The Partner Solutions team at MedCerts has made it easy for colleges and universities to gain access to interested students through the CPL model. Here are the six easy steps that schools can take if they want to partner:

  1. Contact Our Partner Solutions Team - Share your institution’s goals, and let’s discuss how a credit for prior learning model could benefit your institution and students.

  2. Course Review & Alignment - Our academic experts will work closely with your team to review and align your courses with our short-term, skills-based programs, ensuring a seamless credit transfer process.

  3. Documentation & Formalization - Both parties will formalize the collaboration through mutual agreements, ensuring transparency and commitment.

  4. Promotion & Awareness - We will jointly promote our partnership, educating students about the benefits and opportunities that come with credits. This is where the recruitment happens.

  5. Ongoing Support - MedCerts ensures continuous support to address any queries or concerns. We remain dedicated to the success of our partnerships.

  6. Periodic Review - As the educational landscape evolves, so will our partnerships. Periodic reviews will ensure our collaborations remain relevant and beneficial.

To date, we’ve partnered with:

  • Excelsior University

  • Franklin University

  • Capella University

  • Strayer University

  • University of Phoenix

  • American College of Education

  • Trine University

As an example of how these institutions grant credits for MedCerts programs, the American College of Education gives credits for Allied Health Professional (18 credits), ASHP/ACPE Pharmacy Technician Professional (14 credits), Behavior Technician and the Medical Office (12 credits), and Behavior Technician Specialist (9 credits).

You can also see Excelsior University’s CPL agreement on this page. This type of transparency helps students know exactly how many credits Excelsior will give for the courses they have taken.

How does credit for prior learning benefit students?

Since the highest-paying careers in industries like healthcare and even IT require years of education, it’s easy for young talent to doubt their chances of successfully entering these higher-bar occupations. Can they afford it? Will they do well in school? Will they even like their career at the end of it?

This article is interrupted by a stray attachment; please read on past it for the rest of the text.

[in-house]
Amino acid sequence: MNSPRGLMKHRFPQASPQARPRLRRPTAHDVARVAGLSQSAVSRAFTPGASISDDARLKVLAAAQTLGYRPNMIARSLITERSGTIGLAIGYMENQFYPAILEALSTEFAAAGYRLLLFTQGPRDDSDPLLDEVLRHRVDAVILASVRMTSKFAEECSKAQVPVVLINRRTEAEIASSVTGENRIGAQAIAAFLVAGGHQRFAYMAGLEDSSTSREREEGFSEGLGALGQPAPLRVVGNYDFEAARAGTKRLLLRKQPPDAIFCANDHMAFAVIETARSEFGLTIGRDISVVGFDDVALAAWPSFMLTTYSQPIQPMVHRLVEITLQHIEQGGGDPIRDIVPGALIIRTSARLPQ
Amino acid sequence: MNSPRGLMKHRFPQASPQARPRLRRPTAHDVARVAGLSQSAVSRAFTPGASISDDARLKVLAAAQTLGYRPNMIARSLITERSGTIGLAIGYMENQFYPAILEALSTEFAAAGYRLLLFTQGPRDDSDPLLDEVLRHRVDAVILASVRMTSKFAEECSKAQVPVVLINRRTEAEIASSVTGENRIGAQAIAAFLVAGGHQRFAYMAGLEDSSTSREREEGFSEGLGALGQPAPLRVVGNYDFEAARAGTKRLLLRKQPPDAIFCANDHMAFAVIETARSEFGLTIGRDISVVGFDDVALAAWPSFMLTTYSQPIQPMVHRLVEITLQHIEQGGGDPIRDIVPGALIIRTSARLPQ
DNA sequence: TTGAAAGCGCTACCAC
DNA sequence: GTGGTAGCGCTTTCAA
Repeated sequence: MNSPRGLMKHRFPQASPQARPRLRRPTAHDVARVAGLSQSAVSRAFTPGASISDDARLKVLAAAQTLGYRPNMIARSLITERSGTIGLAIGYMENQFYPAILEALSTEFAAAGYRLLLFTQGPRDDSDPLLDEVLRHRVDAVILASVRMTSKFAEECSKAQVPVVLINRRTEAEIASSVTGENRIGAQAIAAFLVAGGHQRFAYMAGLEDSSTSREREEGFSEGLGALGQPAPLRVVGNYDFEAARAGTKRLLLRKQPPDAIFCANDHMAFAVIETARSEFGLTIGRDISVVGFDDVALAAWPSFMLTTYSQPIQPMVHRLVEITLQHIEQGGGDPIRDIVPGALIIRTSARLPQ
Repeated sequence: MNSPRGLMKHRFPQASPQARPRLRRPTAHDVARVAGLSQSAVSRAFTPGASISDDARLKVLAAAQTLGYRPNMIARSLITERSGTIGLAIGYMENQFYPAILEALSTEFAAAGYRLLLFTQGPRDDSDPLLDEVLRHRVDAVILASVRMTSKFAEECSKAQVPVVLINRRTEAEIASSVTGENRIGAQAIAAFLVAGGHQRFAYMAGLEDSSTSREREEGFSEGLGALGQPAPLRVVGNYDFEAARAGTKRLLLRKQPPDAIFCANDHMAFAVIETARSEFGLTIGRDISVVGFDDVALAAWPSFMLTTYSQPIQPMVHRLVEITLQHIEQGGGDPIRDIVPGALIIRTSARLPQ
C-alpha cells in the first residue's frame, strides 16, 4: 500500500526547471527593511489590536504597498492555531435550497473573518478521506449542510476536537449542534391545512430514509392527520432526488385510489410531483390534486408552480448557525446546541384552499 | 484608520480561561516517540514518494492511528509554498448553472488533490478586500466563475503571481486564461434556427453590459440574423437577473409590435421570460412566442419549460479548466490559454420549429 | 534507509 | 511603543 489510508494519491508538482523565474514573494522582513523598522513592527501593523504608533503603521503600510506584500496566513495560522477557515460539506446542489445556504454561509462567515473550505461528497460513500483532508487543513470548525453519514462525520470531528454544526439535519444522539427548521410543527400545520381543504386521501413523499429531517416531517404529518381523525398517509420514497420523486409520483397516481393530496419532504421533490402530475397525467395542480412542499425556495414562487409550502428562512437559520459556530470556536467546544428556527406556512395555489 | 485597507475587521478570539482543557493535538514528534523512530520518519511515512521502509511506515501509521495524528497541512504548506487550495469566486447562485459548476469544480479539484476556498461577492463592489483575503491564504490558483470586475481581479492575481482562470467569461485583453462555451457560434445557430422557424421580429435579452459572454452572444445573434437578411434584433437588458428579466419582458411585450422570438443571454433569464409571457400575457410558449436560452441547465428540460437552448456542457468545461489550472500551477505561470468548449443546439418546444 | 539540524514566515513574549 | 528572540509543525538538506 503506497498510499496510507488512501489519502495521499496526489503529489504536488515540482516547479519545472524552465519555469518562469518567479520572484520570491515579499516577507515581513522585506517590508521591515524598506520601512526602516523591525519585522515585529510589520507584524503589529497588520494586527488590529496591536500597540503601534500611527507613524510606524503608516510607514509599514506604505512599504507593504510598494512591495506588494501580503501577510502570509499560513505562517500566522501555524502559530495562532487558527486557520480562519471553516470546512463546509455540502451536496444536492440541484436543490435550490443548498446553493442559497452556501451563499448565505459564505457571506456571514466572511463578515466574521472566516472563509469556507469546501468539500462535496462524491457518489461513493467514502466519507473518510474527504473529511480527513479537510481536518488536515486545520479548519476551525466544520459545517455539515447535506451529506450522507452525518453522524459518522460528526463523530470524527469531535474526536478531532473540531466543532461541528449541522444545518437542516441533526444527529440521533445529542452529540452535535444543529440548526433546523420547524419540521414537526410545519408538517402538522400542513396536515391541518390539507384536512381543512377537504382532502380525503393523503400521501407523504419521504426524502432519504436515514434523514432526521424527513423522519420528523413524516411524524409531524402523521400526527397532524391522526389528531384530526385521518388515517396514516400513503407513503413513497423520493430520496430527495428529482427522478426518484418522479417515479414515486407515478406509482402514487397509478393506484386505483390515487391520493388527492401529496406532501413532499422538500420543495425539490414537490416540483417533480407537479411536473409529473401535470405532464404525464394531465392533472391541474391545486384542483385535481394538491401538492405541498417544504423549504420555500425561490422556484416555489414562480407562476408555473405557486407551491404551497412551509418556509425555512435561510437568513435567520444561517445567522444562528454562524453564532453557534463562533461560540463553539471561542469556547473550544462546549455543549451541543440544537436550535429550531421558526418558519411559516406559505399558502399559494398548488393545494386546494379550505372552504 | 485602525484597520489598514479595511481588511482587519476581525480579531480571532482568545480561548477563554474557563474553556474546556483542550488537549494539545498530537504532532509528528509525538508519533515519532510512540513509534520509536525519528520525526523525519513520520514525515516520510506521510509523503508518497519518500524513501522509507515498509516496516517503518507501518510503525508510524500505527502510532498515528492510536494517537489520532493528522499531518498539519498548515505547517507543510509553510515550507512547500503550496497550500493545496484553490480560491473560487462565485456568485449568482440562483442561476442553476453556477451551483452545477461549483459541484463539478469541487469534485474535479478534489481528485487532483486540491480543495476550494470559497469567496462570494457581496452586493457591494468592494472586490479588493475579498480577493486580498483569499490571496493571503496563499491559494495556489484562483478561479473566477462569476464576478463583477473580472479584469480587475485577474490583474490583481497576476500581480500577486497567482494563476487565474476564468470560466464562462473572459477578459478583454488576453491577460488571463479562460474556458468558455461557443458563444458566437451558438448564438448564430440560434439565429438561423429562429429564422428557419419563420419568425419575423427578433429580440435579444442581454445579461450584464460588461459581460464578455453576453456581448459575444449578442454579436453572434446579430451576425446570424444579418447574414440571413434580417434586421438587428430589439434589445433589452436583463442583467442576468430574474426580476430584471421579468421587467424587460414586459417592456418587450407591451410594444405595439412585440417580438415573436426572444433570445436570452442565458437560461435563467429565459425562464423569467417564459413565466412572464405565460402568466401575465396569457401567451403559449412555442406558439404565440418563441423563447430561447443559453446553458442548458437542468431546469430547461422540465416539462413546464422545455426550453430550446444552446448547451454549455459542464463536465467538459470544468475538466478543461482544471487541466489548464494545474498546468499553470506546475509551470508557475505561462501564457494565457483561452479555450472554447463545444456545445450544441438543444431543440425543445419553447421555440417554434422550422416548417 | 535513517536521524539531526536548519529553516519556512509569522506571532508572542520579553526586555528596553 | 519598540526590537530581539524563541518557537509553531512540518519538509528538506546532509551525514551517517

Our short-term programs combined with CPL partnerships give them a dependable on-ramp into the higher levels of healthcare and IT.

First, our programs are an easy, low-risk entry point.

Our 50+ allied health and IT courses all lead to stable, in-demand, entry-level positions. And because the courses are affordable and take only a few months to complete, they offer students a low-risk way to test out careers they’re interested in. No more wasting four years on the wrong college degree.

Second, students use short-term programs to gain valuable experience they can leverage into more advanced degrees.

Our flexible, self-paced courses let students earn while they learn, which means that their first steps are a winning combination of education and work experience. As students gain career and learning experience, they also gain knowledge and credit they can easily apply while pursuing a degree.

Third, because allied health and IT talent is so in demand, more businesses are willing to help out.

Imagine a student completes a certification in surgical technology or AWS web services and starts working for a medium-sized healthcare or tech provider.

Then imagine that the business has many openings in things like nursing or software development. The new hire sees that there is a big need and expresses interest in pursuing those roles. Because this person already works at the business, clearly has experience, and is interested in furthering his or her education, it would be easy for the business to help sponsor the next educational step. And because the student already has learning and experience, they can likely get credit for the work that has already been done. This speeds things up for everyone.

The business’ role in the CPL model

By partnering with us and offering free or low-cost courses to employees, businesses stand to gain in several ways.

  1. Learning and development programs, which employees can use to upskill, help businesses boost their employee retention numbers. People do not stay in entry-level roles for long. Motivated workers will soon want to upskill to advance their careers. If your company doesn’t offer an easy way to upskill, they can easily move to a business that does. By offering access to further education (typically a B.S. degree), you can make it well worth their while to stay with you.

  2. Second, for the same reasons given above, such programs will help your business with its recruiting strategy. The employer that offers to help their workers grow their skills and advance their careers is highly attractive to active jobseekers.

  3. Third and finally, all this is a great way to grow your talent pipeline. The pinch of the labor shortage is still extreme. If you’re feeling that pinch, then offering short-term certificates to your employees is a great way to boost the number of job seekers seeking you out—both now and in the future.

Ready to boost your talent or student pipeline? Contact us today to start the partnership process.

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Written by
Robert Hiller
Director of Academic Partnerships

Robert joined MedCerts Partnership team in October 2023 to continue the growth of our network of academic partnerships. He leads a team helping our higher education partners improve their ROI, diversify their offerings and increase their student bodies.

As a driven sales and operations professional, he leverages 10+ years of proven success leading and developing national sales teams to deliver results. Throughout his career, he has deployed solutions that have led to complete turnarounds for industry-leading organizations. He is a cross-functional leader focused on improving processes, reporting, and service delivery to maximize sales and increase retention.

Published on February 20, 2024